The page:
Have You Been Served a Federal Search Warrant? Here’s What You Need to Know
A search and seizure warrant may be issued if federal officials have probable cause to believe that your property contains evidence of a crime. Learn more here from the Law Office of Valery Nechay.
What Is a Federal Search and Seizure Warrant?
In a criminal investigation, an agency may ask a federal magistrate judge to sign a search warrant, allowing them to look through the person’s property. In order to gain entry to the premises, the agents must have an affidavit that outlines how the crime was committed, what evidence they have, and what they want to search (person, property, and/or vehicle).
The person’s property will be subject to search if the facts of the case support the beliefs of the agency. The law enforcement agency seeking the search and seizure warrant simply needs the signature of a federal judge. With this signature, they then have the authority to perform a search or seizure on the property they believe to contain evidence of a crime.
Both state governments and federal governments can issue search warrants. You may wonder how a federally-issued warrant differs from a state-issued warrant. For one, when these warrants are issued is different. When you are accused of violating federal law, the court shall issue a federal warrant. States, on the other hand, might issue a warrant when you are accused of violating a law or possessing property that was involved in a crime in the state where you reside.
In any case, if a search warrant has been issued in your name by the United States federal government, you need a strong attorney to protect your rights, and San Francisco criminal defense lawyer Valery Nechay can do exactly that. Find out below what you should do if you’ve received a federal warrant to search your property, then contact the Law Office of Valery Nechay for a free criminal case evaluation.
How to Perform a United States Federal Search Warrant Lookup
Unfortunately, you may not be immediately aware if there is a federal warrant issued in your name. The U.S. Marshals’ Office keeps a database of federal arrest warrants for those who work in law enforcement or similar agencies. This database is known as the Warrant Information System or WIN. When WIN is accessed, the user can see court records, the warrant itself, internal correspondence, and other pertinent information.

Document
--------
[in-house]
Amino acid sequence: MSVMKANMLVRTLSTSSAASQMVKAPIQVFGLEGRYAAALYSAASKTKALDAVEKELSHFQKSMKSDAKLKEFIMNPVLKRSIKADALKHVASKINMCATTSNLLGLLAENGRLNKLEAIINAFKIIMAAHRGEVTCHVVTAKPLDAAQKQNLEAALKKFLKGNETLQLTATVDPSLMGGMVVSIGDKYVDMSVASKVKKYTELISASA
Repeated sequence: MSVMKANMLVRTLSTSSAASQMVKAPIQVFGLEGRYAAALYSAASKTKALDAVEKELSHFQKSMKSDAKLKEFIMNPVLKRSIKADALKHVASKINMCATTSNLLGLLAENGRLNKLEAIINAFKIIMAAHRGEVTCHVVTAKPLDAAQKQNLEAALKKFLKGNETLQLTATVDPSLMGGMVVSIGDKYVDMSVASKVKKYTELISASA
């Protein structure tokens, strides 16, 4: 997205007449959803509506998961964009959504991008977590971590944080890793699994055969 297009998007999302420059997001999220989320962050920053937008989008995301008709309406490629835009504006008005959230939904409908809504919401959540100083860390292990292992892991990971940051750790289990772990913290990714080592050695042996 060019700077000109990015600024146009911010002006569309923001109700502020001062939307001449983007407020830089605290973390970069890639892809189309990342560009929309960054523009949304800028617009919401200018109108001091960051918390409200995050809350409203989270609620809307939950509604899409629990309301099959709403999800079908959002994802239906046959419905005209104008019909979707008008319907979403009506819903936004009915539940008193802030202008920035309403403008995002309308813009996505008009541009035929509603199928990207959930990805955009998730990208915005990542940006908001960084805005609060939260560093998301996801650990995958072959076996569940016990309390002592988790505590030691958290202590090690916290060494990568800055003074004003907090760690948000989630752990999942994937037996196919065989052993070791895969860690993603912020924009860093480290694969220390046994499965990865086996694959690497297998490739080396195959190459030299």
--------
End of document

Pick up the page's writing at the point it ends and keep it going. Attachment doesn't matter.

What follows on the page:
Though it is rare, the court may send you a letter regarding your warrant. If you are wondering if you have an outstanding warrant, you can simply call the federal clerk of courts and ask. However, they may not always be willing to provide this information over the phone. You may also choose to perform a federal warrant search at the court, but you may not want to assume the risk, especially if you have an accompanying arrest warrant. A seasoned criminal defense attorney can assist you in obtaining such information.
A friend or family member may inform you that they received a call from federal agents asking for your location or other information. It is more likely that federal law enforcement agents will show up at your door, knock, and announce themselves to let you know you have a federal warrant that is being executed. You are entitled to read and review the physical search warrant when law enforcement appears before you to execute the warrant. No matter the circumstances, if you discover you have a warrant, you should call an experienced criminal defense lawyer as soon as possible.
Other Ways to Find Federal Search Warrants
While there are a few different ways to see if a search warrant exists as mentioned above, the most effective course of action is to contact a reputable criminal law firm like Valery Nechay Law. Attorney Valery Nechay has the experience and know-how to help determine if a warrant has been issued to search your property.
You may also contact the federal clerk where you live and ask them to look for your name in the National Crime Information Database at a police agency.
Federal Search and Seizure Warrant Affidavit Procedure
You may wonder how an agency goes about obtaining a warrant in an investigation. Here is a brief summary of the steps they need to complete:
1. Obtaining a Warrant
The federal agency must write an affidavit and compile the necessary information to submit to a federal magistrate judge. The judge determines if there is probable cause to search the property. However, the warrant must be issued by a neutral judge, who is capable of determining if probable cause exists.